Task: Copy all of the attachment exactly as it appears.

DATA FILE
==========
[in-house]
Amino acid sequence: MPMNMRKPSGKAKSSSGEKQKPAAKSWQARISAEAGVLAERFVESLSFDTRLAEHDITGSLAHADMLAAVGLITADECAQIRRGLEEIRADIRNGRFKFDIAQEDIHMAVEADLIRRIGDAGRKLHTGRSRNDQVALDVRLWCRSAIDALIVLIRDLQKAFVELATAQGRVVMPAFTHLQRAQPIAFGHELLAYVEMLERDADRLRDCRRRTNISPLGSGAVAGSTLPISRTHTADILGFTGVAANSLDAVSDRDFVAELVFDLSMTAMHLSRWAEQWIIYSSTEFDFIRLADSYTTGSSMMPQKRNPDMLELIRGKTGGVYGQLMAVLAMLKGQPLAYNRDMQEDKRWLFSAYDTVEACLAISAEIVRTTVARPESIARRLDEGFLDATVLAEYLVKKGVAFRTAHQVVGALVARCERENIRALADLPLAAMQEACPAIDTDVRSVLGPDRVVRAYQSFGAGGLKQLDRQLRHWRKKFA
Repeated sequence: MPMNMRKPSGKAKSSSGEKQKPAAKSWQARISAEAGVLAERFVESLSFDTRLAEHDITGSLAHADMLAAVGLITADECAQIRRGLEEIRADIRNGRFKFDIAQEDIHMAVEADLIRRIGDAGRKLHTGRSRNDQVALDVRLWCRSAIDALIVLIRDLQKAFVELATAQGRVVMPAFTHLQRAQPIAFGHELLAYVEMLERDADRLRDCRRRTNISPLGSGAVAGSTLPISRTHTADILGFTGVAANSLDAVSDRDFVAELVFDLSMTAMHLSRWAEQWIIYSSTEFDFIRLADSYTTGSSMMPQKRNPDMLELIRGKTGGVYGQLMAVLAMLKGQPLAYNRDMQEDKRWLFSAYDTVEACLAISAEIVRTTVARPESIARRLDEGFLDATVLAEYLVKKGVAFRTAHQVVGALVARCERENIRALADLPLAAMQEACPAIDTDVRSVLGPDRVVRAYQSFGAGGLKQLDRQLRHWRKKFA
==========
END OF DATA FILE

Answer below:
[in-house]
Amino acid sequence: MPMNMRKPSGKAKSSSGEKQKPAAKSWQARISAEAGVLAERFVESLSFDTRLAEHDITGSLAHADMLAAVGLITADECAQIRRGLEEIRADIRNGRFKFDIAQEDIHMAVEADLIRRIGDAGRKLHTGRSRNDQVALDVRLWCRSAIDALIVLIRDLQKAFVELATAQGRVVMPAFTHLQRAQPIAFGHELLAYVEMLERDADRLRDCRRRTNISPLGSGAVAGSTLPISRTHTADILGFTGVAANSLDAVSDRDFVAELVFDLSMTAMHLSRWAEQWIIYSSTEFDFIRLADSYTTGSSMMPQKRNPDMLELIRGKTGGVYGQLMAVLAMLKGQPLAYNRDMQEDKRWLFSAYDTVEACLAISAEIVRTTVARPESIARRLDEGFLDATVLAEYLVKKGVAFRTAHQVVGALVARCERENIRALADLPLAAMQEACPAIDTDVRSVLGPDRVVRAYQSFGAGGLKQLDRQLRHWRKKFA
Repeated sequence: MPMNMRKPSGKAKSSSGEKQKPAAKSWQARISAEAGVLAERFVESLSFDTRLAEHDITGSLAHADMLAAVGLITADECAQIRRGLEEIRADIRNGRFKFDIAQEDIHMAVEADLIRRIGDAGRKLHTGRSRNDQVALDVRLWCRSAIDALIVLIRDLQKAFVELATAQGRVVMPAFTHLQRAQPIAFGHELLAYVEMLERDADRLRDCRRRTNISPLGSGAVAGSTLPISRTHTADILGFTGVAANSLDAVSDRDFVAELVFDLSMTAMHLSRWAEQWIIYSSTEFDFIRLADSYTTGSSMMPQKRNPDMLELIRGKTGGVYGQLMAVLAMLKGQPLAYNRDMQEDKRWLFSAYDTVEACLAISAEIVRTTVARPESIARRLDEGFLDATVLAEYLVKKGVAFRTAHQVVGALVARCERENIRALADLPLAAMQEACPAIDTDVRSVLGPDRVVRAYQSFGAGGLKQLDRQLRHWRKKFA